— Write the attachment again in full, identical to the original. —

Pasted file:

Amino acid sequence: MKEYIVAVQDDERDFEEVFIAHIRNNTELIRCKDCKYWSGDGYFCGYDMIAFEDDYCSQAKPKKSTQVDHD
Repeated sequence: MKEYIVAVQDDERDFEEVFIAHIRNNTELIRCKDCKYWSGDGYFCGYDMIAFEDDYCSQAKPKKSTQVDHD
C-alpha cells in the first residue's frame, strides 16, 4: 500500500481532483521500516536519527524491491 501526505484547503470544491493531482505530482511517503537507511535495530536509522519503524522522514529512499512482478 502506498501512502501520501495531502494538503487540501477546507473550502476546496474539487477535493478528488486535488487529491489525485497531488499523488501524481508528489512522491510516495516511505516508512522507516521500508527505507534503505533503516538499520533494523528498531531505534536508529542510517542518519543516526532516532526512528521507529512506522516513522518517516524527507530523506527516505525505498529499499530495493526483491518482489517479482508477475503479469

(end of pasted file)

Amino acid sequence: MKEYIVAVQDDERDFEEVFIAHIRNNTELIRCKDCKYWSGDGYFCGYDMIAFEDDYCSQAKPKKSTQVDHD
Repeated sequence: MKEYIVAVQDDERDFEEVFIAHIRNNTELIRCKDCKYWSGDGYFCGYDMIAFEDDYCSQAKPKKSTQVDHD
C-alpha cells in the first residue's frame, strides 16, 4: 500500500481532483521500516536519527524491491 501526505484547503470544491493531482505530482511517503537507511535495530536509522519503524522522514529512499512482478 502506498501512502501520501495531502494538503487540501477546507473550502476546496474539487477535493478528488486535488487529491489525485497531488499523488501524481508528489512522491510516495516511505516508512522507516521500508527505507534503505533503516538499520533494523528498531531505534536508529542510517542518519543516526532516532526512528521507529512506522516513522518517516524527507530523506527516505525505498529499499530495493526483491518482489517479482508477475503479469